Older adults are especially susceptible to the holiday blues.
Holiday depression and seasonal stress can override a jolly family celebration. What used to be a joyous occasion can change as life has thrown us curve balls.
Leslie Dunham, LCSW, a social worker at the Levindale Hebrew Geriatric Center and Hospital in Baltimore, Md., says “even as a caregiver, you can be affected by adopting your loved one’s melancholy feelings or anxiety”.
Durham explains “one the biggest challenges for families is losing a loved one, whether it happened 10 months ago or 10 years ago. Grief can bring on intense feelings of loneliness and emptiness. It can also be stressful when family and friends don’t mention our loved one’s name to avoid upsetting you.
There are different ways of honouring your dearly departed loved one.
Place the person’s picture in a prominence place in the home or light a memorial candle. Set aside time so that everyone can share a memory or funny story about the deceased. Remember that every person grieves in a different way. Some people grieve for weeks, and others mourn for years.
Pressure from family to continue holiday celebrations the same way they were can cause stress.
Why not start a new tradition? There is no time like the present to make a change. Your life has simply changed.
Accept help when others offer. A potluck meal is always good. People love to bring things. Prioritize and downsize. If you are the hosts, make two or three dishes instead of six or seven.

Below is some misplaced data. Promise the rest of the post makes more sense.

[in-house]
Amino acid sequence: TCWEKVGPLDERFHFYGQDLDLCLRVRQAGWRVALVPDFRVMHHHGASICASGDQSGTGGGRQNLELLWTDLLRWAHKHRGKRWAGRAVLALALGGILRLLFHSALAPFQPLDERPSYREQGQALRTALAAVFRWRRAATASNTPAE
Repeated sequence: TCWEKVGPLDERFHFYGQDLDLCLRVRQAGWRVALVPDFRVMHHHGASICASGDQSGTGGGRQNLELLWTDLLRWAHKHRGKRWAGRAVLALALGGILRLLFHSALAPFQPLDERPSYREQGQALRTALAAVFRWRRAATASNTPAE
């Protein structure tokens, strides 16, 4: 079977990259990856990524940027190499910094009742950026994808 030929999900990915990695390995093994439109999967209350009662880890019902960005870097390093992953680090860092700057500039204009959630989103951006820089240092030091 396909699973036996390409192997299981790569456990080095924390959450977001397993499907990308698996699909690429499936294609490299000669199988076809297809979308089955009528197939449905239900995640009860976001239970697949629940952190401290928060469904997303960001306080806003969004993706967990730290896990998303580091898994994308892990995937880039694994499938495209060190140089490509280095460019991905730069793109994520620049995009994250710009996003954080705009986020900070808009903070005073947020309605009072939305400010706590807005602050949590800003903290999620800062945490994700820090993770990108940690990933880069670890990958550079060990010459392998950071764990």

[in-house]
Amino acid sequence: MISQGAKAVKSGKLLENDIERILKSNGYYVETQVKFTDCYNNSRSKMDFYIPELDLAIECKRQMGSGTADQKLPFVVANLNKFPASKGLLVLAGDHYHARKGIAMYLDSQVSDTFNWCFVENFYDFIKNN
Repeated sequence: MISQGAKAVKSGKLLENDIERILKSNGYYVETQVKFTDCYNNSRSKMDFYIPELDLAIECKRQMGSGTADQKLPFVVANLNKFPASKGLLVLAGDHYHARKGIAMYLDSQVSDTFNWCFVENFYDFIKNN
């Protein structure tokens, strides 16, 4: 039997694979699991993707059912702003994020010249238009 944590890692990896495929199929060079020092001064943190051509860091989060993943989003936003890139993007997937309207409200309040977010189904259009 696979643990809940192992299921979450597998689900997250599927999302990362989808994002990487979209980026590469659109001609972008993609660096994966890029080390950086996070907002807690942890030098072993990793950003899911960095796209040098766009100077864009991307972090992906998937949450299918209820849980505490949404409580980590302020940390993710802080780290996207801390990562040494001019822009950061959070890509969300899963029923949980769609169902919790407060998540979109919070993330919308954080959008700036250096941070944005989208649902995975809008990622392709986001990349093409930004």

Finances are an incredible source of stress.
Money is often already tight for seniors. Keep in mind to set a budget next year. Tell your family that small gifts are just as thoughtful as expensive ones. Give your baking, antipasto or crafts. Many blended families draw names for gift giving, especially when the family grows larger.
The holidays are an important time for self-care.
Keep a regular schedule. Holiday gatherings seem to be on the increase, choose only the ones you want to go to. Make exercise a priority – it will give you more energy.
Festivities usually run through the Christmas week an into the New Year, so avoid overeating, it will help you feel less lethargic and improve digestion. Save indulging for the special family dinner. Be careful about how much alcohol you drink.
Be thankful for what you had, what you have now and what the future will hold. Accept the fact that holidays are not the same as they once were and enjoy creating new memories for the future.
Karla Reinhard lives in Qualicum Beach, where she explores seniors’ issues and personalities in the area. For story tips or questions, she can be reached at email@example.com